KDM6A (Lysine-specific demethylase 6A) belongs to the 2-oxoglutarate (2OG)-dependent dioxygenase family, which is a protein-coding gene whose protein product plays a role in normal development and tumor suppression. Another name for this gene is UTX, located in Xp11.3 and causes random inactivation of one of the X chromosomes [49,50]. Its mutation can cause various diseases such as Kabuki syndrome and cancers such as multiple myeloma, breast, and colon. A methyl group from lysine is removed by the KDM6A gene product, an enzyme that demethylates histones. KDM6A with a mutation cannot function, and developmental abnormalities result from the disruption of histone lysine-specific demethylation. The protein product of the KDM6A gene has six domains on the N-Terminal side called tetratricopeptide repeat (TPR) and one on the C-Terminal side called Jumonji C (JmjC) that play a role in regulating demethylation [51-54]. The structure of the KDM6A protein is shown in Figure 2.
The symptoms of Kabuki syndrome overlap with various diseases such as CHARGE syndrome, Turner syndrome, Van der Woude syndrome, 22q11 deletion syndrome, and other disorders [55-65]. However, the clinical symptoms of this disease can be generally categorized as follows:
About one-third of patients have also been reported to have mid-face hypoplasia, hypodontia, cleft palate, and a trapezoidal philtrum. Over 40% of people with KS have dental anomalies. Other signs and symptoms that can be seen in almost all affected individuals include persistently drooping eyelids, arched eyebrows, a sunken tip to the nose, a long eyelid furrow, long eyelashes, a small chin, and a wide nose [66-71]. Figure 3 shows a picture of a person with Kabuki syndrome.
Figure 3: Image related to Kabuki syndrome facial features. Note the wide nose with a flat tip, downward cleft eyelids, and arched eyebrows. (Note: out of respect for patients’ rights, this image is not related to a natural person and is designed by the software).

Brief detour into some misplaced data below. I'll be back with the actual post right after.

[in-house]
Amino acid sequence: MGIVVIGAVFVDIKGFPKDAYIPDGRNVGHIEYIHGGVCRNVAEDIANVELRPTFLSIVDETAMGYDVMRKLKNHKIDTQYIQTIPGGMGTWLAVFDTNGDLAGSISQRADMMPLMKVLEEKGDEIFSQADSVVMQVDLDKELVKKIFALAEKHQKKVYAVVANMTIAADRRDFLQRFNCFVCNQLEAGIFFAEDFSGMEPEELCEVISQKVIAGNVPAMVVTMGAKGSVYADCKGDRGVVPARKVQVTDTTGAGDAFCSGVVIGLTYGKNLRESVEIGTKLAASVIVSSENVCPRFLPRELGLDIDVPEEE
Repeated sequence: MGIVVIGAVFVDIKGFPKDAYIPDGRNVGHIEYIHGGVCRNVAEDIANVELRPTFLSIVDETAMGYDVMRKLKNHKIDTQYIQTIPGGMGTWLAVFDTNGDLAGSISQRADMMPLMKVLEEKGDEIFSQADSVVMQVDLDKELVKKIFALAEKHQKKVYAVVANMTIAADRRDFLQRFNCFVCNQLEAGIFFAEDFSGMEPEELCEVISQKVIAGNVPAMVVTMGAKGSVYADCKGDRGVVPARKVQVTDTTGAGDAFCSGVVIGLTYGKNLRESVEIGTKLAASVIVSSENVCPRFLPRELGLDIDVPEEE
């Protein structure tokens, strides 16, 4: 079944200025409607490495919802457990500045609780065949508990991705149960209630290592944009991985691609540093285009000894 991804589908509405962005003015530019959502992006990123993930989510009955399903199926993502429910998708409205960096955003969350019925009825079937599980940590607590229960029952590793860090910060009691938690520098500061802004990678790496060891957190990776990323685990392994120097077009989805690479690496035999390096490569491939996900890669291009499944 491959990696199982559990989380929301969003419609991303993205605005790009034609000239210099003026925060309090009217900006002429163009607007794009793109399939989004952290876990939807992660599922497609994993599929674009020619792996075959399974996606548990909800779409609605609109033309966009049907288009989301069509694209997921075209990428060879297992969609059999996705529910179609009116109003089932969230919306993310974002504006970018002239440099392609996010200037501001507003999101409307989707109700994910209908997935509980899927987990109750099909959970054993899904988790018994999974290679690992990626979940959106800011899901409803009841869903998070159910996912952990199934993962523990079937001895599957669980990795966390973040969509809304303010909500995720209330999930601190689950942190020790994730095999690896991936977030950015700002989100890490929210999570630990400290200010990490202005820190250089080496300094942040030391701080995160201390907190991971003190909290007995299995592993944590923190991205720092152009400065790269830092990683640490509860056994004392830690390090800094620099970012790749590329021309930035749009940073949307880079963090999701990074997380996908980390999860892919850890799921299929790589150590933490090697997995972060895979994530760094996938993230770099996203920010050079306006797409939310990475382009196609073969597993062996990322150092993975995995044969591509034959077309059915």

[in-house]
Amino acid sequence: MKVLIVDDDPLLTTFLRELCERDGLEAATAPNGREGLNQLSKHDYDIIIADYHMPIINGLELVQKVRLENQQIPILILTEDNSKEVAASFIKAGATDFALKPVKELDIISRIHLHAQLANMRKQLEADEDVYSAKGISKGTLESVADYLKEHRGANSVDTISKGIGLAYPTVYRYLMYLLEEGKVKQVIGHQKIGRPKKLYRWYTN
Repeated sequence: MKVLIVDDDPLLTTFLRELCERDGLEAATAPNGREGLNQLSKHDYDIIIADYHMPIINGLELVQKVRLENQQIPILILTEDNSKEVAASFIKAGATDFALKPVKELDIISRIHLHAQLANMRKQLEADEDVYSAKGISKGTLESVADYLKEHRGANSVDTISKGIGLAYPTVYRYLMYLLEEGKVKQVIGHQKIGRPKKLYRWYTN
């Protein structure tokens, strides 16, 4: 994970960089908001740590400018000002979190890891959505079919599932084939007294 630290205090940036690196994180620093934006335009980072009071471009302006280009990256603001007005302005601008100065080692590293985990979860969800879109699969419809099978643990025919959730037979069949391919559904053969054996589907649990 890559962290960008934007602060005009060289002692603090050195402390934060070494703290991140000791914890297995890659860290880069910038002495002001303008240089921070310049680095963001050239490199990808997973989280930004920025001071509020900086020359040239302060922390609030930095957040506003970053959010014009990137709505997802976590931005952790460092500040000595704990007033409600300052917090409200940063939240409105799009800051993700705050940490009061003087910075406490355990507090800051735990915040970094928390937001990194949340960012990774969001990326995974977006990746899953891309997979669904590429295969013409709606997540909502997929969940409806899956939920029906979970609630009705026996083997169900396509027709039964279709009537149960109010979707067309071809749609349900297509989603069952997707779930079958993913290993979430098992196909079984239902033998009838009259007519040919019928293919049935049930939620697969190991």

15 to 25 percent of patients have hearing and ear issues. Some of the most typical otolaryngologic findings in KS include dysmorphic pinnae, large, cup-shaped ears, otitis media, and hearing loss. It seems that otitis media is expected [72,73].
Over 30% of KS patients have some form of renal abnormalities, such as hydronephrosis, renal hypoplasia or dysplasia, or kidney fusion defects, such as the horseshoe kidney, like CHARGE syndrome. Patients with kidneys that were noticeably dysplastic required transplantation. About 31% of cases have been reported to have hypospadias, small penis, and cryptorchidism [74-78].
Patients with KS appear to experience specific delays in language and speech maturation, and these delays or absences may be present in KS patients. During the first year of life, most patients experience failure to thrive and postnatal growth retardation. Although they eat a healthy diet, these individuals may not grow to their full height and have excessive obesity [79-85]
About 35 to 60 percent of patients with KS have ophthalmologic abnormalities. Strabismus and blue sclerae are among the most typical findings. Refractive errors, cataracts, delayed visual maturation, optic nerve hypoplasia, ptosis, nystagmus, palsy of the third cranial nerve, and Marcus Gunn’s phenomenon are less frequent findings [86-88].
The prevalence of congenital heart defects in this population has been estimated to be between 40 and 50 percent, and many different congenital heart defects have been described in patients with KS. Juxta ductal coarctation of the aorta, a relatively uncommon heart defect, appears to be the most frequent finding, followed by VSD and ASD. Males seem to experience coarctation of the aorta in KS much more frequently than females [89-91].
While malrotation of the intestines has been documented in a few patients with KS, gastrointestinal abnormalities are uncommon, occurring in only about 7% of cases. Instead, most patients with KS have abnormalities of the anus or rectum, such as anal atresia, anovestibular fistulas, or anteriorly placed anuses. Additionally, biliary atresia and neonatal sclerosing cholangitis that required a liver transplant have been documented [92-95].